Rating:
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Peddie Lake Bridge

Photos 

East Ward Bridge - February 2007

Overview

Photo taken by Raymond Klein

Enlarge

BH Photo #136265

Map 

Description 

SUMMARY The well-preserved 2-span bridge is a rare example of a double-intersection Warren truss with hangers. It was fabricated by the important New Jersey Steel & Iron Co. of Trenton and is a late but significant example of the firm's bridge work. Since only a masonry plan survives, the span may have been a proprietary design. It is one of most significant thru trusses in the county because of its type, maker, and state of preservation. The steel grate deck was installed in 1969.

INFORMATION Bibliography: Geiger, Carl. The Peddie School First Century. Mercer County Engineers Office. Transfer File & Plans #863.4.

Physical Description: The well-preserved 2-span thru truss bridge on coursed ashlar abutments and mid-stream pier is an unusual and possibly unique double intersection Warren with floor beam hangers. The panel points and hangers carry built-up floor beams which appears to be original. The present steel deck and stringers were installed in 1969. The inclined end posts and top chord are composed of channels and plates while the diagonals are toe-out angles joined by battens. The tension members have narrower battens and pass through the wider-spaced compression members. The lattice portal brace is topped with cresting at the outside panels, and the roller bearing of each span is also located at the abutment end. The pipe railing which passes through the compression members is original. With the exception of the steel open grid deck, the bridge is in remarkably complete condition with no visible major welded repairs. The grid does not detract from the integrity of the bridge.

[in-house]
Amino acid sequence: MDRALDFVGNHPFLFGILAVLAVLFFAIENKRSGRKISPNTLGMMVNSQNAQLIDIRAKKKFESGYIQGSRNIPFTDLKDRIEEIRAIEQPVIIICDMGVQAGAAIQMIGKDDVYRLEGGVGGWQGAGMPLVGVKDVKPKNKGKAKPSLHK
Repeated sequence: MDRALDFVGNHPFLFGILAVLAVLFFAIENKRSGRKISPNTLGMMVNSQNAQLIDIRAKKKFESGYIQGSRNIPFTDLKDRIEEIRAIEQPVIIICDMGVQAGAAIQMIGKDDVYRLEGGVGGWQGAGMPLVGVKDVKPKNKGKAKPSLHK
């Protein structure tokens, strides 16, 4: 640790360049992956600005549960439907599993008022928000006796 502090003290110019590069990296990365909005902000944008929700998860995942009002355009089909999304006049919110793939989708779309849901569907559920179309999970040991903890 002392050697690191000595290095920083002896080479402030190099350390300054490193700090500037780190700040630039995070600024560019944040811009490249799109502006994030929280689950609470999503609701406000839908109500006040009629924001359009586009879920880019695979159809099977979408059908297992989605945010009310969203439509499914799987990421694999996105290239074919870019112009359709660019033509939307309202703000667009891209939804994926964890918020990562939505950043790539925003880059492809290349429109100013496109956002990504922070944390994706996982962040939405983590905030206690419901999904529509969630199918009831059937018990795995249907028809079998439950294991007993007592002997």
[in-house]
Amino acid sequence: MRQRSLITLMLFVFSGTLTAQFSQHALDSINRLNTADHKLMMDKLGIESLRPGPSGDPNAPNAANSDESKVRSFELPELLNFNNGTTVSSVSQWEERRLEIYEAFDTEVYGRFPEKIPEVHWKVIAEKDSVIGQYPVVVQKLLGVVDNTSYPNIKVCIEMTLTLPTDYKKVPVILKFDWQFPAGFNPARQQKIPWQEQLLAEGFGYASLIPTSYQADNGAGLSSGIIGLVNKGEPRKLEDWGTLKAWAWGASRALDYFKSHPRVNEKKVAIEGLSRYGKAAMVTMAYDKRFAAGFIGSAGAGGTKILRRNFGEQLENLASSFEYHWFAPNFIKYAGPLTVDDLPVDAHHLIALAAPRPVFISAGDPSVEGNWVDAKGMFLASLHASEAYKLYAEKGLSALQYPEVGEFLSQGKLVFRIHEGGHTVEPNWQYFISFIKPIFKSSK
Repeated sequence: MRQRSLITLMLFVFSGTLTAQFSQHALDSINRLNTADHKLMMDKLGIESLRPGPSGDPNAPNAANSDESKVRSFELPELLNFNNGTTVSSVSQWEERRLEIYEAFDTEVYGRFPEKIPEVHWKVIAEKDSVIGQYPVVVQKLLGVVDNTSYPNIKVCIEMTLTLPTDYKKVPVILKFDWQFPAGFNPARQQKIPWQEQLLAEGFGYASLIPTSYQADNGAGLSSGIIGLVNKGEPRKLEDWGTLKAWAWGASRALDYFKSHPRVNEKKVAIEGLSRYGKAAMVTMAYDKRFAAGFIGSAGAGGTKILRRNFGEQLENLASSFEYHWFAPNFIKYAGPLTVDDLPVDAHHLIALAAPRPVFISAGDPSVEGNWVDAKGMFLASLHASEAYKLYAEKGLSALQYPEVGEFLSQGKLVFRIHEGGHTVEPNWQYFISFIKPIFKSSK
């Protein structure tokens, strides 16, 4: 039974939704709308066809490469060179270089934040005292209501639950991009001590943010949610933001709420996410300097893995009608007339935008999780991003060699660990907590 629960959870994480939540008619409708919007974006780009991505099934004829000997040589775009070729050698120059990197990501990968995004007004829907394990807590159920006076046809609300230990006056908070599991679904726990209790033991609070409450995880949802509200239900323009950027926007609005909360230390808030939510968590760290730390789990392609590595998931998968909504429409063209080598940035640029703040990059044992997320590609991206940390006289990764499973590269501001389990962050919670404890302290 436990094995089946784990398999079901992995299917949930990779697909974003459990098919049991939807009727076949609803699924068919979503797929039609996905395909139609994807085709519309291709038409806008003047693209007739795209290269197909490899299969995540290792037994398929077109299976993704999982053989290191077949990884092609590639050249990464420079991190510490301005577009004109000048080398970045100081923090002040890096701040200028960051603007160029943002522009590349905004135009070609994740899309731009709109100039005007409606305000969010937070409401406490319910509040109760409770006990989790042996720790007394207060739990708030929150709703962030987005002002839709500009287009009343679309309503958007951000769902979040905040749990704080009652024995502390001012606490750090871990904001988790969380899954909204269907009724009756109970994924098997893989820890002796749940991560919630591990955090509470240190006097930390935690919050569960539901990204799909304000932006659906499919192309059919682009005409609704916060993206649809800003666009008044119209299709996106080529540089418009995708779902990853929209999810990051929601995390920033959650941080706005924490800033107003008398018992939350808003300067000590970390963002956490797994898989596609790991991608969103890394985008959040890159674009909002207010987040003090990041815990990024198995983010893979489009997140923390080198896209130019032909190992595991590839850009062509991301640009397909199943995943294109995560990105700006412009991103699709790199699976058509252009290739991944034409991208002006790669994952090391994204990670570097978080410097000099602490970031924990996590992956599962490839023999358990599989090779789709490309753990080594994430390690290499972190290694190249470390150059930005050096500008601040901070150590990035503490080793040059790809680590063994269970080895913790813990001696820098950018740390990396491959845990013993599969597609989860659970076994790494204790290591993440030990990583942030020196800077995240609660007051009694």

Historical and Technological Significance: The 2-span thru truss built in 1896 is a nearly complete example of the uncommon doubleintersection Warren with floor beam hangers. It was fabricated and possibly designed by the New Jersey Steel and Iron Company of Trenton, one of the most important mills in the country prior to its absorption into the Carnegie's American Bridge Company in 1901. The company was established as the Trenton Iron Company in 1846 when Peter Hewitt received a $180,000. contract for rolled iron rail from the Camden & Amboy Railroad. In 1854 the company produced the first rolled 7" I-beams. The rolled beams were to revolutionize building construction. Trenton Iron & Steel Co. produced all kinds of structural steel, including shaped steel for many New York City skyscrapers, elevated street railways in New York and Brooklyn, and even Civil War-era gun barrels. Mercer County records indicate that many New Jersey Steel and Iron Company bridges once stood in the county. The non-extant mid-1880s viaducts over North Olden and Southard Streets in Trenton were their work as is the extant 1888 Jackson Street Pratt truss in Trenton